Article Text

Download PDFPDF
Cardiac tumours
Cardiac tumours: diagnosis and management
  1. Charles J Bruce
  1. Correspondence to Professor Charles J Bruce, Mayo Clinic, 200 First Street, SW, Rochester, MN 55905, USA; bruce.charles{at}

Statistics from

Request Permissions

If you wish to reuse any or all of this article please use the link below which will take you to the Copyright Clearance Center’s RightsLink service. You will be able to get a quick price and instant permission to reuse the content in many different ways.

Patients with cardiac tumours may present with cardiovascular related or constitutional symptoms, but more often than not a cardiac mass is discovered incidentally during an imaging examination performed for an unrelated indication. These incidental masses usually represent thrombi or vegetations, often occurring in a particular clinical milieu.1 If a mass is indeed a tumour, it is most likely malignant secondary to a known malignant process elsewhere, usually from the breast, lung or malignant melanoma. Much less likely, the mass represents a primary cardiac tumour. In this case it is most likely benign, with a nearly 50% likelihood of being a myxoma. Malignant primary cardiac tumours are exceedingly rare and represent only approximately a quarter of primary cardiac tumours. These are most often a variety of sarcoma.

Although primary cardiac tumours are rare with an autopsy frequency of only 0.001–0.03%,2 they represent an important group of cardiovascular abnormalities because early and accurate diagnosis may be curative and sometimes avoids unnecessary surgery.1 3 Echocardiography is an ideal initial imaging modality since it is simple, non-invasive, widely available, and low cost. It delineates the morphologic appearance, location and motion of tumours as well as determining the haemodynamic consequences of the tumour, if any. CT and MRI are complimentary techniques that provide additional diagnostic information4 and are useful for staging and treatment planning, particularly when surgical resection is being considered. CT has better spatial resolution than MRI and also provides information about vascularity and calcification. MRI also provides information about vascularity, has better overall tissue characterisation, and does not have the attendant risk of radiation.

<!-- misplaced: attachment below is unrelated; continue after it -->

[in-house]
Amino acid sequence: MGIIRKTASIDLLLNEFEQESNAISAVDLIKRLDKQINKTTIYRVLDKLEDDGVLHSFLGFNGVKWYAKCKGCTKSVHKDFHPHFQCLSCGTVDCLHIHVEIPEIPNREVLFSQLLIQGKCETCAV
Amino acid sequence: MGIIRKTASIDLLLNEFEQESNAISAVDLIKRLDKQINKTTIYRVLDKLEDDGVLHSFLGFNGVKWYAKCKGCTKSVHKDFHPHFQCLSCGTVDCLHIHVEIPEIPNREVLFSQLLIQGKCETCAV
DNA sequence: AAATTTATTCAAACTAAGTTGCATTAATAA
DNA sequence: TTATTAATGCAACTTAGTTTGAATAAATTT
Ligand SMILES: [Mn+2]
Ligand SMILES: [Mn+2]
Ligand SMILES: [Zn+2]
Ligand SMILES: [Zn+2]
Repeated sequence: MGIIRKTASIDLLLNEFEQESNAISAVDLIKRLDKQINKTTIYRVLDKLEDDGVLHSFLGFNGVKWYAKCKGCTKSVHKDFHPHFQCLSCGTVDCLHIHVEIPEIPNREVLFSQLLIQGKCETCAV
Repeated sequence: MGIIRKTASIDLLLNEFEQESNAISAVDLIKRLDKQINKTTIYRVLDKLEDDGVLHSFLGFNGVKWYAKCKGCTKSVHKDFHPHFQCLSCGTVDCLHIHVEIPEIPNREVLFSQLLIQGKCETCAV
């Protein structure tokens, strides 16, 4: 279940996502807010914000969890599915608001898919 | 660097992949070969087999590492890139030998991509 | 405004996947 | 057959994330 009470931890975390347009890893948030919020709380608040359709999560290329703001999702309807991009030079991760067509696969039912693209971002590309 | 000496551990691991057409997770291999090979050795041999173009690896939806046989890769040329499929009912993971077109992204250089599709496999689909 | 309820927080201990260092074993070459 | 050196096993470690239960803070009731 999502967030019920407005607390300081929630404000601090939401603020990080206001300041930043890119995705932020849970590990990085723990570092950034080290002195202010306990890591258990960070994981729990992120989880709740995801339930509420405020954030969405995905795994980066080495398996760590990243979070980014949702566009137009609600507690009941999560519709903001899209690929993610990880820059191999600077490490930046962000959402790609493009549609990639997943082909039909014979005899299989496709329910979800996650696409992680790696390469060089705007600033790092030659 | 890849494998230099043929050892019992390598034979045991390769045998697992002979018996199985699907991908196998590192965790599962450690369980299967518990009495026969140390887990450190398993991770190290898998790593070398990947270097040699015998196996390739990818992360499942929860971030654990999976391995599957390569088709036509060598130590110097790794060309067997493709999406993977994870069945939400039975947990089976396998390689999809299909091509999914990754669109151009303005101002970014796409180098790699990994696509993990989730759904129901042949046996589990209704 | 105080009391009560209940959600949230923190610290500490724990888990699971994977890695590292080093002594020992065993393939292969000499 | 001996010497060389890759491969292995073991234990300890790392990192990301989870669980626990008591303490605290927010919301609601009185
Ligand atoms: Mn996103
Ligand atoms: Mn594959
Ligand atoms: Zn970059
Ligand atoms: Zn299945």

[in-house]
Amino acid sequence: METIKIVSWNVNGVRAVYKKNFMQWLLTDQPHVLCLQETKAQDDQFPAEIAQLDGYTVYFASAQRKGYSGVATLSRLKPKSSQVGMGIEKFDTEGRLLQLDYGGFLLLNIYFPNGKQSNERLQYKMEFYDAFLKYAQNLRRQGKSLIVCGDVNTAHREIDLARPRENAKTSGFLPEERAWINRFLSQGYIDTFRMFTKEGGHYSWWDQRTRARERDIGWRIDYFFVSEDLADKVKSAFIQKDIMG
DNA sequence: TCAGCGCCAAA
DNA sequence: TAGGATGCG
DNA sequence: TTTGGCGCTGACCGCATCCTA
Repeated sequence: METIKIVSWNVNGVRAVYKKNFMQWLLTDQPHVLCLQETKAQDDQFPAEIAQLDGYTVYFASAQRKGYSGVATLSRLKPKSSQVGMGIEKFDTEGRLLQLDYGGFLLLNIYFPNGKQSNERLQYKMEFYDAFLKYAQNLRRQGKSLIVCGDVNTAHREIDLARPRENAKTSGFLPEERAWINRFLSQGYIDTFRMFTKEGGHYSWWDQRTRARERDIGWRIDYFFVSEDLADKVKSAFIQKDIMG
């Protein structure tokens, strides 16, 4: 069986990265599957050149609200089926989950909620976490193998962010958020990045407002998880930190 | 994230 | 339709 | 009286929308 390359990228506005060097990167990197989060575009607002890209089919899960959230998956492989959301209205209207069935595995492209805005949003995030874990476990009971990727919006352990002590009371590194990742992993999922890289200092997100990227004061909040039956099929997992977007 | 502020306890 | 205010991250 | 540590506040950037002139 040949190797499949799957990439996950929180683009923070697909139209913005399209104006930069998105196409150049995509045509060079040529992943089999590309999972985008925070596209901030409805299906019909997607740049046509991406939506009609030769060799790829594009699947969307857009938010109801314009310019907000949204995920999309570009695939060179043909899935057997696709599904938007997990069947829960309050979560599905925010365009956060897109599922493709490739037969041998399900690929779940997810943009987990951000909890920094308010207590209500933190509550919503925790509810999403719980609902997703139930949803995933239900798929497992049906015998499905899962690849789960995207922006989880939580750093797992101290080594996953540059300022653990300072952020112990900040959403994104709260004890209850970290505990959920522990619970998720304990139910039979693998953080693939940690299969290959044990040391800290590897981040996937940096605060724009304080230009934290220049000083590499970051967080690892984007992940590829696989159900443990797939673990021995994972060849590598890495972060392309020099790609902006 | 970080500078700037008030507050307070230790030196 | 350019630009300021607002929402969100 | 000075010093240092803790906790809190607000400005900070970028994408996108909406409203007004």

Clinical symptoms and signs are often determined by location of the tumour rather than its histologic type. Thus, the clinical significance of a ‘benign’ tumour may be just as important as a ‘malignant’ type. Benign …

View Full Text


  • Competing interests In compliance with EBAC/EACCME guidelines, all authors participating in Education in Heart have disclosed potential conflicts of interest that might cause a bias in the article. The author has no competing interests.

  • Provenance and peer review Commissioned; internally peer reviewed.